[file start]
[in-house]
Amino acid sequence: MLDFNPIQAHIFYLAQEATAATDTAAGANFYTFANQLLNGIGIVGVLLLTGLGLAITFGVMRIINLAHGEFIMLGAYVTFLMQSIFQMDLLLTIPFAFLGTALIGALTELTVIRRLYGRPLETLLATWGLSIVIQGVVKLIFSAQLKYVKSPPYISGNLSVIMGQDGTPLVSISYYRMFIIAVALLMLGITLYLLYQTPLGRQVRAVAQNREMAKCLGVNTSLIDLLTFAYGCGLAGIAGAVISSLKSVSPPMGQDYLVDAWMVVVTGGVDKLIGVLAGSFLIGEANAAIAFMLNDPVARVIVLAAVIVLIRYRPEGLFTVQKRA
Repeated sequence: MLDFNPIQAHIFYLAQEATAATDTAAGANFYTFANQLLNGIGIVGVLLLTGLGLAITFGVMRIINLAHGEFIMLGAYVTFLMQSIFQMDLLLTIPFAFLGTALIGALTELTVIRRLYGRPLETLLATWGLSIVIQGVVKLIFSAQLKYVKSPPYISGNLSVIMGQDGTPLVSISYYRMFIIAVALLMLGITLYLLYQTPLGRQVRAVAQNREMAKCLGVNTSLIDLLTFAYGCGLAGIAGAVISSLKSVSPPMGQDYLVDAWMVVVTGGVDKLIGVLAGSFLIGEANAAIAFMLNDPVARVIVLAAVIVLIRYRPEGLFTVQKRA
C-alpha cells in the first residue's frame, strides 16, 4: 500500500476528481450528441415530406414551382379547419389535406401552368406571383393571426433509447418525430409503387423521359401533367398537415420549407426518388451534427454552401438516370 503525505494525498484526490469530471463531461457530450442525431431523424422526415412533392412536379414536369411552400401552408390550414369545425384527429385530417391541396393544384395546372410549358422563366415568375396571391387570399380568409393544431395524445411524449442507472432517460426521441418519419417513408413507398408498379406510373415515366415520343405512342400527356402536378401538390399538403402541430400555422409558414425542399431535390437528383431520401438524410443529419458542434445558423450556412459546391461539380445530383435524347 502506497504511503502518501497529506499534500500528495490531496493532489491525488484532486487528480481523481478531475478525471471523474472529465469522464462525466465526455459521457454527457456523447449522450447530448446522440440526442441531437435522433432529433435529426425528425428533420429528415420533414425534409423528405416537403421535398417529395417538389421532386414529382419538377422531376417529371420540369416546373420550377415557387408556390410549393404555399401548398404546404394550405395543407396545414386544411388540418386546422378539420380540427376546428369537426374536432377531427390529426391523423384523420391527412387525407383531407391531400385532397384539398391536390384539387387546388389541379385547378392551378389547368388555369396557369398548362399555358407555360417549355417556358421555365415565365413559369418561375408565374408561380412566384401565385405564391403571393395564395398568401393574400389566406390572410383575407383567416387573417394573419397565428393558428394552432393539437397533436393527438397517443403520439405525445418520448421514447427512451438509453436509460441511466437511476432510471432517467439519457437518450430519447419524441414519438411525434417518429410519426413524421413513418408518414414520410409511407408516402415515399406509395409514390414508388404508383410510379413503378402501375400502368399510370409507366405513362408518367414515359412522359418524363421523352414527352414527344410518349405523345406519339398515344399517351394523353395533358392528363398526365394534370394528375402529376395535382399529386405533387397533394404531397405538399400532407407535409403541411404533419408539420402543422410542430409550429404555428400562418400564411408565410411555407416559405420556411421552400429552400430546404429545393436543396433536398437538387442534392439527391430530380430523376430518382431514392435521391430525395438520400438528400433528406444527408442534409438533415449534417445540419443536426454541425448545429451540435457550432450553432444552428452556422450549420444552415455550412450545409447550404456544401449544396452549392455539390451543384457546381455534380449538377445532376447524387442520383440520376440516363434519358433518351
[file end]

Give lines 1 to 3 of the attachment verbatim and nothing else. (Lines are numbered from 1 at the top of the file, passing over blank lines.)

[in-house]
Amino acid sequence: MLDFNPIQAHIFYLAQEATAATDTAAGANFYTFANQLLNGIGIVGVLLLTGLGLAITFGVMRIINLAHGEFIMLGAYVTFLMQSIFQMDLLLTIPFAFLGTALIGALTELTVIRRLYGRPLETLLATWGLSIVIQGVVKLIFSAQLKYVKSPPYISGNLSVIMGQDGTPLVSISYYRMFIIAVALLMLGITLYLLYQTPLGRQVRAVAQNREMAKCLGVNTSLIDLLTFAYGCGLAGIAGAVISSLKSVSPPMGQDYLVDAWMVVVTGGVDKLIGVLAGSFLIGEANAAIAFMLNDPVARVIVLAAVIVLIRYRPEGLFTVQKRA
Repeated sequence: MLDFNPIQAHIFYLAQEATAATDTAAGANFYTFANQLLNGIGIVGVLLLTGLGLAITFGVMRIINLAHGEFIMLGAYVTFLMQSIFQMDLLLTIPFAFLGTALIGALTELTVIRRLYGRPLETLLATWGLSIVIQGVVKLIFSAQLKYVKSPPYISGNLSVIMGQDGTPLVSISYYRMFIIAVALLMLGITLYLLYQTPLGRQVRAVAQNREMAKCLGVNTSLIDLLTFAYGCGLAGIAGAVISSLKSVSPPMGQDYLVDAWMVVVTGGVDKLIGVLAGSFLIGEANAAIAFMLNDPVARVIVLAAVIVLIRYRPEGLFTVQKRA